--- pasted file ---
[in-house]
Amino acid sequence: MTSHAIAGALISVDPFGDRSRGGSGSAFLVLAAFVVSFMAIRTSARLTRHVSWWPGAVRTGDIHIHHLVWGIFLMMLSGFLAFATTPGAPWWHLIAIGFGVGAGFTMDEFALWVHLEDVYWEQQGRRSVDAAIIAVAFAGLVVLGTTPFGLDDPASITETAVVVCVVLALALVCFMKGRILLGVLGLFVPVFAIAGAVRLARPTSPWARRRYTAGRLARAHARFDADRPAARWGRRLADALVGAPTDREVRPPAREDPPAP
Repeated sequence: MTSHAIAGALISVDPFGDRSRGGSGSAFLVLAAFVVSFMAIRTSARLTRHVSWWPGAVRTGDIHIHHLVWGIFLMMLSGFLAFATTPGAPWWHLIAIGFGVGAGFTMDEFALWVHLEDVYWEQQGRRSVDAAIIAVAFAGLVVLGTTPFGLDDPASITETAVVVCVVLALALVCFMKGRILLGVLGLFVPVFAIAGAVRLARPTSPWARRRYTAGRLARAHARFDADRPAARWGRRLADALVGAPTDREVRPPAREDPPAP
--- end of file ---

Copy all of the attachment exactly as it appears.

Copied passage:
[in-house]
Amino acid sequence: MTSHAIAGALISVDPFGDRSRGGSGSAFLVLAAFVVSFMAIRTSARLTRHVSWWPGAVRTGDIHIHHLVWGIFLMMLSGFLAFATTPGAPWWHLIAIGFGVGAGFTMDEFALWVHLEDVYWEQQGRRSVDAAIIAVAFAGLVVLGTTPFGLDDPASITETAVVVCVVLALALVCFMKGRILLGVLGLFVPVFAIAGAVRLARPTSPWARRRYTAGRLARAHARFDADRPAARWGRRLADALVGAPTDREVRPPAREDPPAP
Repeated sequence: MTSHAIAGALISVDPFGDRSRGGSGSAFLVLAAFVVSFMAIRTSARLTRHVSWWPGAVRTGDIHIHHLVWGIFLMMLSGFLAFATTPGAPWWHLIAIGFGVGAGFTMDEFALWVHLEDVYWEQQGRRSVDAAIIAVAFAGLVVLGTTPFGLDDPASITETAVVVCVVLALALVCFMKGRILLGVLGLFVPVFAIAGAVRLARPTSPWARRRYTAGRLARAHARFDADRPAARWGRRLADALVGAPTDREVRPPAREDPPAP